Monday, April 16, 2007

Big day for food (and fuel)

Two news stories from The Wall Street Journal highlight the economic relationships between food and fuel. (btw -- WSJ has some public access articles, but many/most require registration and $$$)

Notably, Tyson (NYSE: TSN) and Conoco (NYSE: COP) have announced a partnership to make biodiesel from animal fat.

Tyson prouduces about 300 million gallons of beef, pork and chicken fat each year. About 58% of its fat production will go to the diesel deal once it is ramped up. ... Producing one 42-gallon barrel of renewable diesel requires about one barrel of animal fat. Each barrel requires, on average, two steers, or 16 hogs or 1,300 chickens, Tyson officials say. (2007.04.16 WSJ)

Continuing in this vein, WSJ also reports (in a subscriber-only article, The Outlook, Section A, p. 2, 2007.04.16 or ProQuest) that fuel prices (as well as corn prices and bad weather) have contributed to make food a “bigger potential contributor to inflation than it has been at least since 2004.” The USDA reports that food prices are likely to climb by 2.5 to 3.5% in the coming year. Wells Fargo & Co analysts suggest that the increase could reach 4.5%.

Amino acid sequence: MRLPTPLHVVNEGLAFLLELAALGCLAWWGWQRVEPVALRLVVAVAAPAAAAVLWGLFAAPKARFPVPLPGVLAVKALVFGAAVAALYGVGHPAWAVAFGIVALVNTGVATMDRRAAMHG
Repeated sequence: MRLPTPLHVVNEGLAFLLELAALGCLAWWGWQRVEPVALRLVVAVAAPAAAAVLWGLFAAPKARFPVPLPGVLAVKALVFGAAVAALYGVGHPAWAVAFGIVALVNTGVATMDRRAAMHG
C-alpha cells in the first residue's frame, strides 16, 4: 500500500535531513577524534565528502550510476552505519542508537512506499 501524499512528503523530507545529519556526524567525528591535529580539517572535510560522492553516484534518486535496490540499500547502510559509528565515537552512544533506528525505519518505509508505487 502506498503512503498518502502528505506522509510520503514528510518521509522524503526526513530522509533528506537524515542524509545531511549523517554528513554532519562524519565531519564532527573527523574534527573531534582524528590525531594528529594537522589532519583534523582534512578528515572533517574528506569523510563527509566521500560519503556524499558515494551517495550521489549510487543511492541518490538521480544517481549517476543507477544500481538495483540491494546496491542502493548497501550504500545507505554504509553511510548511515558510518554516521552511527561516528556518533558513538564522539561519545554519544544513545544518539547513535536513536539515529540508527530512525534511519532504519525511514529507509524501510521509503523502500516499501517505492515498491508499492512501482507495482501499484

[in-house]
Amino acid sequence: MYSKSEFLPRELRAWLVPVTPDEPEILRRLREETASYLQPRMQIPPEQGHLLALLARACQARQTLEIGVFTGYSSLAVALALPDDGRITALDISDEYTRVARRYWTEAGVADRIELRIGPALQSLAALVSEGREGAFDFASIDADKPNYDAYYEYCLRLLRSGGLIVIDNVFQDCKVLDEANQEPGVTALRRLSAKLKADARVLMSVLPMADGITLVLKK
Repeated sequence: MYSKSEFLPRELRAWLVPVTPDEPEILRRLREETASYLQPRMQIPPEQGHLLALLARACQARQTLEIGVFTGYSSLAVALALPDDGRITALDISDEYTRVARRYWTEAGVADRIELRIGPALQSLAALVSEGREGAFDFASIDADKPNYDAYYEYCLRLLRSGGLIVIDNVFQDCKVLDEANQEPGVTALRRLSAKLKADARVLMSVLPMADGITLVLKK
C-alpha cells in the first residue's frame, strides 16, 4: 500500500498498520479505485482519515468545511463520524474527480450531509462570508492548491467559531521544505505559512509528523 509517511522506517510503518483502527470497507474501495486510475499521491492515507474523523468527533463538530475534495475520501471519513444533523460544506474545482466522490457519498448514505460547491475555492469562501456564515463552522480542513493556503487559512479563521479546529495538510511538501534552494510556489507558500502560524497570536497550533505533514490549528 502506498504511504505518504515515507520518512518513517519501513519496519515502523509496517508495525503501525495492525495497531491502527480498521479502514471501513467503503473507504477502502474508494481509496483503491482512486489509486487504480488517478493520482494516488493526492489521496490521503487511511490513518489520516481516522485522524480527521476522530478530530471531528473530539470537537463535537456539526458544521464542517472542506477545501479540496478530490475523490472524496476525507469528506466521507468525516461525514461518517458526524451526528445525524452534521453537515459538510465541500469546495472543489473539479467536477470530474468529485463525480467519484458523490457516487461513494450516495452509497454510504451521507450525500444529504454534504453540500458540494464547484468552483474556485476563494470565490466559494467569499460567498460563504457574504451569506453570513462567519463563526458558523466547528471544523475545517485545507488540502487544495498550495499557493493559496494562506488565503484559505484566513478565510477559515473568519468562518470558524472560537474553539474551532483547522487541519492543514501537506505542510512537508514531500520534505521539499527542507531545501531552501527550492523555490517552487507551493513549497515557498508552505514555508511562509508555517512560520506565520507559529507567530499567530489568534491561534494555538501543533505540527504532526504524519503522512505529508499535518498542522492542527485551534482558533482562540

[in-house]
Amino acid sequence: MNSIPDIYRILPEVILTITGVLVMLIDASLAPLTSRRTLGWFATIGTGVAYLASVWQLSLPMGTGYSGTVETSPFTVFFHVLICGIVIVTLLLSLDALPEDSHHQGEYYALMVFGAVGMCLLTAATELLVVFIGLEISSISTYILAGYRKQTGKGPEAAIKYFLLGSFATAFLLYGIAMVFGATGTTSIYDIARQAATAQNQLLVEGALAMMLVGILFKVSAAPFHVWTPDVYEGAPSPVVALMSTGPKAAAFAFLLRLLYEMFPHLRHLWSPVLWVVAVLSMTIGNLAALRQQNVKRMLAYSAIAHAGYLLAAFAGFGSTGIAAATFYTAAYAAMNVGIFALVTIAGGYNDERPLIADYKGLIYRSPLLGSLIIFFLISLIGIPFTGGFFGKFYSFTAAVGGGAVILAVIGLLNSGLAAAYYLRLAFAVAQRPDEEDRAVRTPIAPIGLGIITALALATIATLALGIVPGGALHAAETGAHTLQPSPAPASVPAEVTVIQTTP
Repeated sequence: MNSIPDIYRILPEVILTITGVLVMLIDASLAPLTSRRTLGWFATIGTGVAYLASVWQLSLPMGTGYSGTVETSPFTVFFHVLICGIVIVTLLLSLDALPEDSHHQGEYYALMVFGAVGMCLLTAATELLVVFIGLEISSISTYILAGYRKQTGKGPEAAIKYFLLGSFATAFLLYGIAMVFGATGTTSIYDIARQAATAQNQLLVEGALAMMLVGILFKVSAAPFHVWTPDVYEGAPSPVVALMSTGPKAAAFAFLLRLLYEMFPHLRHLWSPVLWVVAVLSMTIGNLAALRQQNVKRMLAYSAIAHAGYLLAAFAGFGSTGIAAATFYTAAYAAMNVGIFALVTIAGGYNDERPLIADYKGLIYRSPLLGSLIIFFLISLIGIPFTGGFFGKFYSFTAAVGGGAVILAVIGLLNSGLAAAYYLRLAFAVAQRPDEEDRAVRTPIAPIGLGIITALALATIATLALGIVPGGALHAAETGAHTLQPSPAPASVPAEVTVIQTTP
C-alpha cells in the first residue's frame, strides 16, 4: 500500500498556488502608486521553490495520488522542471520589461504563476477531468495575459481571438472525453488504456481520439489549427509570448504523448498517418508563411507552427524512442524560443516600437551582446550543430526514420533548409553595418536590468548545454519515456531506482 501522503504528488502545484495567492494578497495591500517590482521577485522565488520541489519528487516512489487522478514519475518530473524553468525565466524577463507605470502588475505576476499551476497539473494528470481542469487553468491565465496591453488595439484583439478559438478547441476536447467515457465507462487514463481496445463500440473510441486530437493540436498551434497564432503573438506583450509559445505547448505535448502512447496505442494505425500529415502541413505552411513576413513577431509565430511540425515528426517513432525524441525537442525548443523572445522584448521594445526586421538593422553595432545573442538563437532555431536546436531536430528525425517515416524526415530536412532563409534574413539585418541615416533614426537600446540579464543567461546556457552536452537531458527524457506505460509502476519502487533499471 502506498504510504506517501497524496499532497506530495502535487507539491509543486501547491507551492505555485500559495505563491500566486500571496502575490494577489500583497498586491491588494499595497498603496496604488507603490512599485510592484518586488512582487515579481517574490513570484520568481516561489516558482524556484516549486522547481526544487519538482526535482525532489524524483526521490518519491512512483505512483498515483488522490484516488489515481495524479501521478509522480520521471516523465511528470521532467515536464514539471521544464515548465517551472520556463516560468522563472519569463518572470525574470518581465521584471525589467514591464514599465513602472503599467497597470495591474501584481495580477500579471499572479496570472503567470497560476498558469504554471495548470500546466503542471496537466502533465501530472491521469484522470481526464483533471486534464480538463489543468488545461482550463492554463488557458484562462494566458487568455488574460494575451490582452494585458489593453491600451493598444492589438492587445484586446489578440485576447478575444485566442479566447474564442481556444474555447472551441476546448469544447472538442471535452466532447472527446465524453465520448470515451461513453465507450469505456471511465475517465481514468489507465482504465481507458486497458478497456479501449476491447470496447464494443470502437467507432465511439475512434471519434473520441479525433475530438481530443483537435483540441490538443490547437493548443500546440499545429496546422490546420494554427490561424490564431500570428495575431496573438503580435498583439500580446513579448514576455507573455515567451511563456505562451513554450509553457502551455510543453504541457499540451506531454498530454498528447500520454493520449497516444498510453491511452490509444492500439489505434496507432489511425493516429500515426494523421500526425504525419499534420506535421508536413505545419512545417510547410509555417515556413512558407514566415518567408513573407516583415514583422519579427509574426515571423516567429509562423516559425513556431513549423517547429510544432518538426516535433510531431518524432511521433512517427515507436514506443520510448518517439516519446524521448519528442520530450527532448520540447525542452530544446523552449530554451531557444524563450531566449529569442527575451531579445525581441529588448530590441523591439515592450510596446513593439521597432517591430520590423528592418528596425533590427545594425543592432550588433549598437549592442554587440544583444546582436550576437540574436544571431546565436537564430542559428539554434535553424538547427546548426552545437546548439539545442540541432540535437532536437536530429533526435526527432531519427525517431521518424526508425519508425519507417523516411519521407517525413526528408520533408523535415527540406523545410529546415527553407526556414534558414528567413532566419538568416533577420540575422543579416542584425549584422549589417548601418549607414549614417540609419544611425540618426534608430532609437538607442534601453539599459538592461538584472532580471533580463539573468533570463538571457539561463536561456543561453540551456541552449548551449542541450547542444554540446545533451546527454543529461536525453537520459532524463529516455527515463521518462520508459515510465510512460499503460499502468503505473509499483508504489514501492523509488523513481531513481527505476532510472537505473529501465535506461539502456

In this regard, Tyson, Kellog, Heinz and Kraft have all increased prices to retail and food-services customers.

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Anonymous said...

Yeah. This is tenuous. Check out the real story:

G. F. Barbato said...

great article!

of course, the previous comment (if you don't copy/click) refers to the use (or abuse) of a $1/gallon tax credit for the production of biodiesel from animal waste products (or carcasses).
there are many thoughts here, but, i'll note 2...

1. the original credit was introduced by Representative Roy Blunt (MO-R) to specifically target a company in his district. others now want the advantage... hmmm, was this intended to be pork? (pun intended)

2. can we have alternative fuels without government support? this is a blog unto itself e.g.,,
or, not,